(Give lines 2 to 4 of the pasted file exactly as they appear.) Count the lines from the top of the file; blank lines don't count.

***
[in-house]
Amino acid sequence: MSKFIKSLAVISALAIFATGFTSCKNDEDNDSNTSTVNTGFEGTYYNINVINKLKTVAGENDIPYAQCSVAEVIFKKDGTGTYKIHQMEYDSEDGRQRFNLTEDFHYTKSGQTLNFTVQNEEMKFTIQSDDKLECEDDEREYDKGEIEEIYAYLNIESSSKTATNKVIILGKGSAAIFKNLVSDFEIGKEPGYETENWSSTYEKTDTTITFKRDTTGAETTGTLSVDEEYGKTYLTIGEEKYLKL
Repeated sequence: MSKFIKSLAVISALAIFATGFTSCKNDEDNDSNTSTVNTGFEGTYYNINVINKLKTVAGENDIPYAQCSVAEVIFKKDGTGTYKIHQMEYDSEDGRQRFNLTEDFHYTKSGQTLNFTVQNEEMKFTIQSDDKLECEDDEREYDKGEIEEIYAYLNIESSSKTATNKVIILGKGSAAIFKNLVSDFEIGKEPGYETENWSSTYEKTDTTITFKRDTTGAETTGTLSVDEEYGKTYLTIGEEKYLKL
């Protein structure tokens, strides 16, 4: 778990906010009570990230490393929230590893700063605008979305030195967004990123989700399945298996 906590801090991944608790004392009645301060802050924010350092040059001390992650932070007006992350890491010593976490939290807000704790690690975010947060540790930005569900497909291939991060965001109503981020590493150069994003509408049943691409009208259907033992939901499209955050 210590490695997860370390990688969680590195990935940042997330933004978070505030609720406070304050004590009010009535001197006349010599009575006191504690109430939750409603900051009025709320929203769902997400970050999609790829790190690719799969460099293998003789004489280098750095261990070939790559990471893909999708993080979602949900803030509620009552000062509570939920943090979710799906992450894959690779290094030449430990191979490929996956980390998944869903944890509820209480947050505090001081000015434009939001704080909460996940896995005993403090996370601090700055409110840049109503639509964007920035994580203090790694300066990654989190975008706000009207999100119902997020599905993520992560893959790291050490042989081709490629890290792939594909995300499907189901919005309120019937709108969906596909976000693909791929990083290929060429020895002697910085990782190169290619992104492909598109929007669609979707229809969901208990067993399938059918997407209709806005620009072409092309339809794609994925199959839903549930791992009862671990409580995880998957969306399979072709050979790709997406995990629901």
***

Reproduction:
Amino acid sequence: MSKFIKSLAVISALAIFATGFTSCKNDEDNDSNTSTVNTGFEGTYYNINVINKLKTVAGENDIPYAQCSVAEVIFKKDGTGTYKIHQMEYDSEDGRQRFNLTEDFHYTKSGQTLNFTVQNEEMKFTIQSDDKLECEDDEREYDKGEIEEIYAYLNIESSSKTATNKVIILGKGSAAIFKNLVSDFEIGKEPGYETENWSSTYEKTDTTITFKRDTTGAETTGTLSVDEEYGKTYLTIGEEKYLKL
Repeated sequence: MSKFIKSLAVISALAIFATGFTSCKNDEDNDSNTSTVNTGFEGTYYNINVINKLKTVAGENDIPYAQCSVAEVIFKKDGTGTYKIHQMEYDSEDGRQRFNLTEDFHYTKSGQTLNFTVQNEEMKFTIQSDDKLECEDDEREYDKGEIEEIYAYLNIESSSKTATNKVIILGKGSAAIFKNLVSDFEIGKEPGYETENWSSTYEKTDTTITFKRDTTGAETTGTLSVDEEYGKTYLTIGEEKYLKL
């Protein structure tokens, strides 16, 4: 778990906010009570990230490393929230590893700063605008979305030195967004990123989700399945298996 906590801090991944608790004392009645301060802050924010350092040059001390992650932070007006992350890491010593976490939290807000704790690690975010947060540790930005569900497909291939991060965001109503981020590493150069994003509408049943691409009208259907033992939901499209955050 210590490695997860370390990688969680590195990935940042997330933004978070505030609720406070304050004590009010009535001197006349010599009575006191504690109430939750409603900051009025709320929203769902997400970050999609790829790190690719799969460099293998003789004489280098750095261990070939790559990471893909999708993080979602949900803030509620009552000062509570939920943090979710799906992450894959690779290094030449430990191979490929996956980390998944869903944890509820209480947050505090001081000015434009939001704080909460996940896995005993403090996370601090700055409110840049109503639509964007920035994580203090790694300066990654989190975008706000009207999100119902997020599905993520992560893959790291050490042989081709490629890290792939594909995300499907189901919005309120019937709108969906596909976000693909791929990083290929060429020895002697910085990782190169290619992104492909598109929007669609979707229809969901208990067993399938059918997407209709806005620009072409092309339809794609994925199959839903549930791992009862671990409580995880998957969306399979072709050979790709997406995990629901």